What does “Return to Work” look like?

On May 4, 2020, Washington Governor Jay Inslee issued “Safe Start Washington A Phased Approach to Recovery.”  It includes broad, general requirements for businesses that are by now familiar to all of us – wash your hands, maintain social distancing, etc.  It also requires compliance with Department of Labor & Industries (L&I) and Department of Health (DOH) guidelines, and it cross-references a checklist developed by Challenge Seattle and the Washington Roundtable.  Additionally, businesses are expected to implement any additional requirements developed specifically for their industry.

The logistics of compliance present a challenge for employers.  Here are some points to keep in mind:

  • Health and safety requirements vary by industry.  For example, childcare and construction have detailed requirements that are quite different from others.
  • There is no single go-to place to find all of the health and safety requirements, and they are continually changing.  The primary sources for the requirements are L&I, DOH, and Governor’s Proclamations, but there are also City and County requirements as well as federal requirements from the CDC and the Department of Labor, among others.  Many of these requirements were adopted on an emergency basis and are not included in published sets of rules or regulations.
  • Any necessary physical changes to the workplace must be made before returning employees to work.  Examples include spacing for social distancing, removing excess chairs, putting up signs with capacity limits on conference room doors, installing barriers, etc.
  • Locate suppliers now for things you will need that are in short supply – masks, gloves, disinfectant, hand sanitizer, plexiglass shields, toilet paper, paper towels, bleach, etc.
  • Develop a written plan and policy for employees that addresses all the requirements for employee health and safety.  Be sure it explains who is responsible for implementing each aspect of the plan, and hold employees accountable for compliance.  Checklists help.
  • Having protocols that employees don’t follow is not a good practice.  Your health and safety plan should reflect the realities of your workplace; for example, a plan that includes taking each employee’s temperature and logging the results may not be feasible. A temperature self-check before coming to work could be substituted if current requirements allow it.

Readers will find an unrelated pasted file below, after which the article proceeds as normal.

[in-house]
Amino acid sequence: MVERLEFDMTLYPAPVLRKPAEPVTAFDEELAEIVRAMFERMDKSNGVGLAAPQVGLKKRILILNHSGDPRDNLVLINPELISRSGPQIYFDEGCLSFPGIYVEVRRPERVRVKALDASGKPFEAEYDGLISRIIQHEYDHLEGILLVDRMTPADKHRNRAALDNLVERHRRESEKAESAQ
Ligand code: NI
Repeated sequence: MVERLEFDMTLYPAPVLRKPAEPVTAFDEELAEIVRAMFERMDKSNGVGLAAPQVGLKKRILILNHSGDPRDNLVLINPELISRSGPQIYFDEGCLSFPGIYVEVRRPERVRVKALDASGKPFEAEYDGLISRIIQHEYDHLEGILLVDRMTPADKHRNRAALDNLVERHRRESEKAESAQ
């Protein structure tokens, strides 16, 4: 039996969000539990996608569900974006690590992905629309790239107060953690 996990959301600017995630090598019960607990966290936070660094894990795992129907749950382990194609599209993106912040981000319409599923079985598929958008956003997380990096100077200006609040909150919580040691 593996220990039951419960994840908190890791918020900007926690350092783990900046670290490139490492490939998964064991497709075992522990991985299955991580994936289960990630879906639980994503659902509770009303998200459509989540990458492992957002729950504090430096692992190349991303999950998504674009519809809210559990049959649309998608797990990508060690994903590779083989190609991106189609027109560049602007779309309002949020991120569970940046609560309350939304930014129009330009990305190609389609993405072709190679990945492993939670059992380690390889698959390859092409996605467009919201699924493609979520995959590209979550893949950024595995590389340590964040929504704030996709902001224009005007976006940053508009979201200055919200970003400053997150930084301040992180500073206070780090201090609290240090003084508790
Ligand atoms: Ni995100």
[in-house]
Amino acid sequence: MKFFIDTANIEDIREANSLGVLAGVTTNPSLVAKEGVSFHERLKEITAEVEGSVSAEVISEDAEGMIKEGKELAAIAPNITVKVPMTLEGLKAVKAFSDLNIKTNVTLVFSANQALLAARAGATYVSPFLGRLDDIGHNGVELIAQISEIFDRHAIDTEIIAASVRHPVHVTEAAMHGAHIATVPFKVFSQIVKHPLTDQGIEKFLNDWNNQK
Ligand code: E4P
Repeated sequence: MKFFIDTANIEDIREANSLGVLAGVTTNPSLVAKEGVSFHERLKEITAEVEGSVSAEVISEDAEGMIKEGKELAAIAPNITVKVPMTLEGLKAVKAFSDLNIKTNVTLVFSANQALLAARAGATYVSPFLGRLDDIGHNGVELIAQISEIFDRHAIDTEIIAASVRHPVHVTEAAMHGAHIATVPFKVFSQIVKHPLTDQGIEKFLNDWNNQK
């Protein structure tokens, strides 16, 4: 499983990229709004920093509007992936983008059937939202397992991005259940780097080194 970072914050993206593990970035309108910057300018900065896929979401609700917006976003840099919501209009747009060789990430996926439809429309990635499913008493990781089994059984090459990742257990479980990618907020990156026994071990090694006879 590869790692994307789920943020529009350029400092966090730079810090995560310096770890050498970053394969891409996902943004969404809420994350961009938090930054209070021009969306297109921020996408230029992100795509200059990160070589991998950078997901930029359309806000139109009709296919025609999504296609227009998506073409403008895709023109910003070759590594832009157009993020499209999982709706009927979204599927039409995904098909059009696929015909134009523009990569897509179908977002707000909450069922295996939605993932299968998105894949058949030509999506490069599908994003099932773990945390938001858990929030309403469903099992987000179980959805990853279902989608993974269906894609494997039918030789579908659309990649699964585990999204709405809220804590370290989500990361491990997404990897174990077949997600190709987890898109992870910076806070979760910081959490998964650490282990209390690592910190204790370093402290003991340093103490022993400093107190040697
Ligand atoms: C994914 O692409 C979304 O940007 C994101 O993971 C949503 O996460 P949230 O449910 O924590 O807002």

• Develop a plan for customer/client service.  It could address health screening, social distancing, capacity limits, masks, preorders, changes to payment methods, procedures to keep people from congregating outside the facility, clear messaging of expectations, and the flexibility to address changes as industry standards change.
  • Liability to employees for failure to maintain a safe workplace is limited under Title 51 RCW (the Worker’s Compensation/Industrial Insurance laws), but there are some still circumstances where employers may be found liable.
  • Liability to business visitors (customers, vendors, etc.) is primarily based on tort law, and is very fact-specific.  For some service providers and businesses, a waiver/release may be appropriate.
  • Insurance policies may have an exclusion of coverage for pandemic-related claims.
  • Laws such as the Americans with Disabilities Act (ADA) and HIPAA apply to health screenings and reasonable accommodation, with some exceptions related to the declaration of a pandemic.
  • Wage and hour laws also still apply, which may raise questions about compensability of time spent on health screens, donning and doffing PPE, telework, pay cuts, and furloughs for exempt employees, etc.
  • Employees may refuse to return to work out of fear of contracting COVID-19, which may have implications for unemployment eligibility and PPP loan forgiveness.

For additional guidance on the Governor’s May 4, 2020 Proclamation, see:

This analysis is a broad overview only and should not be relied upon for any purpose, especially since the laws, regulations, rules, orders, government guidance, and industry standards keep changing.  If you need legal advice, engage an attorney who has experience in this area.